Give Me Fuel, Give Me Fire, Give Me That Which I Desire!
So snarls James Hetfield with a menacing, vexatious, spiny pugnacity every time Metallica blast headlong in to their epic 'Fuel'. Come on, if you can't be rambunctiously sesquipedalian when describing heavy metal, when can you?
This track has been stuck in my head for the past week since I heard it during the hardest part of my most tortuous run to date (metrics over on the right and here), but I am not complaining for not only is it a tremendous power anthem - especially when you are 3/5ths though track repeats and your world consists of pain and not enough air - but it is also serendipitous as this post is about fuel.
As you may have read, Alison has been conducting her own experiments on optimum race-nutrition, but this post comes courtesy of my experience of non-race nutrition, or (putting my little finger to the corner of my mouth) should I say over-nutrition Mr. Bigglesworth?
In the first two weeks of my switch from 10k to marathon training plan, the jump in mileage had me believing that I could eat absolutely anything I desired; I was, after all, an 'endurance afleet' and the training itself co-conspired by making me want to eat everything I could lay my hands on. It came as some surprise however when at the end of week two, I found out that I had put on 2kg.
I mulled the muscle-is-heavier-than-fat argument, but since I had not been taking industrial steroids nor had I spent the week pulling trucks or lifting atlas stones, I conceded it was most probably due to me being a greedy boy and since then I have returned to using the tremendous myfitnesspal to keep tabs on my nutrition and the weight has already come back off.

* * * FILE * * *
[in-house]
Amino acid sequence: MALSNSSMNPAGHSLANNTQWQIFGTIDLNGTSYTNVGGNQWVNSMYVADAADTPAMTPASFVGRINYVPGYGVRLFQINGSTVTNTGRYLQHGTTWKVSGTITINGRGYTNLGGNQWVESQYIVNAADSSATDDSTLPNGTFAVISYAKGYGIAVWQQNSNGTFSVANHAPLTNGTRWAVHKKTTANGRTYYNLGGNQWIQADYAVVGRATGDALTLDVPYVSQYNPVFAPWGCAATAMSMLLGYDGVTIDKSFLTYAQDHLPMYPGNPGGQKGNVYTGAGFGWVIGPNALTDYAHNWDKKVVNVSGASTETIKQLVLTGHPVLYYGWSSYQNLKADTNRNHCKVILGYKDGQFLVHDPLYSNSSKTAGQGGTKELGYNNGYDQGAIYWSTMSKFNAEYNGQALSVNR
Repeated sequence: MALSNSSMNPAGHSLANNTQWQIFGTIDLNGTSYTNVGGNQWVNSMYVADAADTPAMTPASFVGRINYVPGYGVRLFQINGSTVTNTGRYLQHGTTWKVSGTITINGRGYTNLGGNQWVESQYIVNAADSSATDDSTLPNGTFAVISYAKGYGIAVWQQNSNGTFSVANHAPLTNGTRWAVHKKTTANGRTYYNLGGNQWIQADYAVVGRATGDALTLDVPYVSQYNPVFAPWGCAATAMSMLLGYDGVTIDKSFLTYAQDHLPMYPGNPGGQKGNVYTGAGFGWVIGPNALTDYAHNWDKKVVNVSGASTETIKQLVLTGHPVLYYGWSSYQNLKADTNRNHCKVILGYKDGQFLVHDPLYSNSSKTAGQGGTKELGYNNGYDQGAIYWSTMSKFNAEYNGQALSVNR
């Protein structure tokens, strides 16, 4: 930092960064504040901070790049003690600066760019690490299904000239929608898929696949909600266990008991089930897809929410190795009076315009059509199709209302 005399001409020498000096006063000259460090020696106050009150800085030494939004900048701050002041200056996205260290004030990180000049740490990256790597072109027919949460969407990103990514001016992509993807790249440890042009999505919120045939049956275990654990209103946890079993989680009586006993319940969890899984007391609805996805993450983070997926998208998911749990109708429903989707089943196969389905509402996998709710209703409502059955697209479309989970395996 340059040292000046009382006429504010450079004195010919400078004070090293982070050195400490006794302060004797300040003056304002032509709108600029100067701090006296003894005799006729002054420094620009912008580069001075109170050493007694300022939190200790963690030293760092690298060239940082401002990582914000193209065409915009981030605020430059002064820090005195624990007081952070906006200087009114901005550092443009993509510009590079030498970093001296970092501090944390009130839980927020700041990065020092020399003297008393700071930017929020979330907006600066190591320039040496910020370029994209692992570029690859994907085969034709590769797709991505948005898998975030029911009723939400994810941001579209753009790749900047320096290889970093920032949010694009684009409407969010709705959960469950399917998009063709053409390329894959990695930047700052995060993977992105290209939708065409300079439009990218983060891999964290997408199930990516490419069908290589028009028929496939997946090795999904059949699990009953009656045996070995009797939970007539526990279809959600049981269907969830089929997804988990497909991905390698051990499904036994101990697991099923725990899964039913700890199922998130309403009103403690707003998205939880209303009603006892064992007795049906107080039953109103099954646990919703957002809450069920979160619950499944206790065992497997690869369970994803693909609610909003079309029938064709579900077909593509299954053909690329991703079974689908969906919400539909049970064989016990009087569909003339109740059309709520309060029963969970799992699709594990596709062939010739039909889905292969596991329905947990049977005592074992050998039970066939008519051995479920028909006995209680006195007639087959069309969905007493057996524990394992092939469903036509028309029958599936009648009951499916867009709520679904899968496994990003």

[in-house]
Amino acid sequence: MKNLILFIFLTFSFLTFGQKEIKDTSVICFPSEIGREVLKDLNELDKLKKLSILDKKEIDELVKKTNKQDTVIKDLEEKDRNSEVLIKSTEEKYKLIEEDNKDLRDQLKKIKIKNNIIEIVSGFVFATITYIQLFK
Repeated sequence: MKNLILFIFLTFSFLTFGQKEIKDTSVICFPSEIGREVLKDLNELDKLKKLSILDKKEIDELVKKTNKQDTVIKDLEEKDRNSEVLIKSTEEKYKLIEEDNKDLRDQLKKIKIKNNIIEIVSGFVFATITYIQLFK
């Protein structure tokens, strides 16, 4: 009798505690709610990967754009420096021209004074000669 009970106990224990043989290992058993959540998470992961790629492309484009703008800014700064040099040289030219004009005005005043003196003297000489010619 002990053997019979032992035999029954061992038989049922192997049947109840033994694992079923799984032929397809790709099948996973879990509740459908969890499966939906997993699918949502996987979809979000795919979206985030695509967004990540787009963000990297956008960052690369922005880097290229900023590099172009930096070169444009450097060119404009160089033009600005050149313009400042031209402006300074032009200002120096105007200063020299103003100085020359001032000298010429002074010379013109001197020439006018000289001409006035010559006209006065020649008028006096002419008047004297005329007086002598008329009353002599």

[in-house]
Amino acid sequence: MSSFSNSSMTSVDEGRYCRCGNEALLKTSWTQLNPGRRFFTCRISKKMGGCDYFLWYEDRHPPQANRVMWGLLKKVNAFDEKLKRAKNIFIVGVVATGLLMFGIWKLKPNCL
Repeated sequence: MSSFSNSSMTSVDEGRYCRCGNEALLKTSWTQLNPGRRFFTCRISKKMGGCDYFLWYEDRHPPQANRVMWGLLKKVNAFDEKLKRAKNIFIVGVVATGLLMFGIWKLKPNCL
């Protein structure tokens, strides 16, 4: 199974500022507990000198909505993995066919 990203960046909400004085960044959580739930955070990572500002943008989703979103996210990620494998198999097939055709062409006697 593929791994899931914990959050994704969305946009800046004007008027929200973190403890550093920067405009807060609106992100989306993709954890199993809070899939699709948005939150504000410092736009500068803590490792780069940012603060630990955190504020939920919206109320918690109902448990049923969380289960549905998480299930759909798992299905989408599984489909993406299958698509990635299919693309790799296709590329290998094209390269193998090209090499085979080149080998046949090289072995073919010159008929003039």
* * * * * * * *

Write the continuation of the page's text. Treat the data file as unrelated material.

Deep down I was not really surprised: Alison and I used this fabulous and free tool a while back, losing 25kg (4 stone in old money) over the course of a year and through doing so, we became even more acutely aware of what constituted our food and what we were putting in our mouths.
Weight gain and loss is for the vast, vast majority of people simple maths: Calories Out - Calories In; if, over time, this produces a positive number you will put on weight, if it is negative you will lose it. The trap I fell in to was one of bad reasoning: long runs = loads of energy = limitless food, but sadly it does not - a medium pizza is around 1000-1200 calories and in order to burn through that, I have to run 10 miles (even in the marathon, I will 'only' burn 3000 calories). Usually, when people hear this they are initially surprised and then shortly afterward aghast as they do the mental arithmetic of converting their mid-afternoon snack in to hours of running and then abruptly change the subject.
Bottom line (no pun intended) is that it is always good to keep an eye on your food habits and maybe even perform an audit every now and again. Alison and I have a solid awareness of what we eat; the majority of our food is home-cooked and through our own research, we have developed a good understanding of nutrition and the food supply chain, however even knowing these things I am still caught out when I'm not paying enough attention and my urge system is singing so loudly along with Mr. Hetfield that I can't hear myself think.
Back to the running, and it certainly doesn't hurt to be eating the right stuff for that...
Ohhh, On I Burn,
Fuel is pumping engines,
Burning hard, loose & clean